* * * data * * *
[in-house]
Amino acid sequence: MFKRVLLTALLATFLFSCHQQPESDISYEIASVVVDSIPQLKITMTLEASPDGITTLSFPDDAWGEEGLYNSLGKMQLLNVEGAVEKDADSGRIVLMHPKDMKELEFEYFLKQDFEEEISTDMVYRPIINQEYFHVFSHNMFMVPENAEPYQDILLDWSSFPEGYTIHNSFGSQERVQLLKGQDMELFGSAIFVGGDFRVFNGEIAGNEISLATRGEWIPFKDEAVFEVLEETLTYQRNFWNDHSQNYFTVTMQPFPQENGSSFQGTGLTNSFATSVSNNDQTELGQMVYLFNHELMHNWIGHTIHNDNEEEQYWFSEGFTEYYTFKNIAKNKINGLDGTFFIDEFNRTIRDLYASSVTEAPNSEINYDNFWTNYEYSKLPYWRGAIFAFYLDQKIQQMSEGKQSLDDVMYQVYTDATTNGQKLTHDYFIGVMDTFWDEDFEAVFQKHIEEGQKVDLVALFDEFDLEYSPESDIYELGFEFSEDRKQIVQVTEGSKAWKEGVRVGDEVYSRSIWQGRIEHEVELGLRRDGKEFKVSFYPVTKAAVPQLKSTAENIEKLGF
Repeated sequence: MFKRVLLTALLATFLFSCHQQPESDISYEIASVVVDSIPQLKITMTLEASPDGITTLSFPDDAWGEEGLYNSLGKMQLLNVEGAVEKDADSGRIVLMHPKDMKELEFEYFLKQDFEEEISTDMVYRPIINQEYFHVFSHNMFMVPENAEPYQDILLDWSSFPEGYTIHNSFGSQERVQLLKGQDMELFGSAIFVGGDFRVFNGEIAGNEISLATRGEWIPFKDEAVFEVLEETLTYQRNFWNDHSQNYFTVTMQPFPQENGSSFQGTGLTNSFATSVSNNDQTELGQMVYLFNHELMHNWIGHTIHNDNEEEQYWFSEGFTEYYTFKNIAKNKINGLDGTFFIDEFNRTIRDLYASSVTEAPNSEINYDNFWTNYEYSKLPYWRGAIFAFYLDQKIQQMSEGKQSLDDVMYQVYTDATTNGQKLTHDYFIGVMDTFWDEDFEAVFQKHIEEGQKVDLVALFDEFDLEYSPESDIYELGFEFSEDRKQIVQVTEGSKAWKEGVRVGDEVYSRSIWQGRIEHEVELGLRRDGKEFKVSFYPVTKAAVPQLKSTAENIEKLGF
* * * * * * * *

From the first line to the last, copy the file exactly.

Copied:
[in-house]
Amino acid sequence: MFKRVLLTALLATFLFSCHQQPESDISYEIASVVVDSIPQLKITMTLEASPDGITTLSFPDDAWGEEGLYNSLGKMQLLNVEGAVEKDADSGRIVLMHPKDMKELEFEYFLKQDFEEEISTDMVYRPIINQEYFHVFSHNMFMVPENAEPYQDILLDWSSFPEGYTIHNSFGSQERVQLLKGQDMELFGSAIFVGGDFRVFNGEIAGNEISLATRGEWIPFKDEAVFEVLEETLTYQRNFWNDHSQNYFTVTMQPFPQENGSSFQGTGLTNSFATSVSNNDQTELGQMVYLFNHELMHNWIGHTIHNDNEEEQYWFSEGFTEYYTFKNIAKNKINGLDGTFFIDEFNRTIRDLYASSVTEAPNSEINYDNFWTNYEYSKLPYWRGAIFAFYLDQKIQQMSEGKQSLDDVMYQVYTDATTNGQKLTHDYFIGVMDTFWDEDFEAVFQKHIEEGQKVDLVALFDEFDLEYSPESDIYELGFEFSEDRKQIVQVTEGSKAWKEGVRVGDEVYSRSIWQGRIEHEVELGLRRDGKEFKVSFYPVTKAAVPQLKSTAENIEKLGF
Repeated sequence: MFKRVLLTALLATFLFSCHQQPESDISYEIASVVVDSIPQLKITMTLEASPDGITTLSFPDDAWGEEGLYNSLGKMQLLNVEGAVEKDADSGRIVLMHPKDMKELEFEYFLKQDFEEEISTDMVYRPIINQEYFHVFSHNMFMVPENAEPYQDILLDWSSFPEGYTIHNSFGSQERVQLLKGQDMELFGSAIFVGGDFRVFNGEIAGNEISLATRGEWIPFKDEAVFEVLEETLTYQRNFWNDHSQNYFTVTMQPFPQENGSSFQGTGLTNSFATSVSNNDQTELGQMVYLFNHELMHNWIGHTIHNDNEEEQYWFSEGFTEYYTFKNIAKNKINGLDGTFFIDEFNRTIRDLYASSVTEAPNSEINYDNFWTNYEYSKLPYWRGAIFAFYLDQKIQQMSEGKQSLDDVMYQVYTDATTNGQKLTHDYFIGVMDTFWDEDFEAVFQKHIEEGQKVDLVALFDEFDLEYSPESDIYELGFEFSEDRKQIVQVTEGSKAWKEGVRVGDEVYSRSIWQGRIEHEVELGLRRDGKEFKVSFYPVTKAAVPQLKSTAENIEKLGF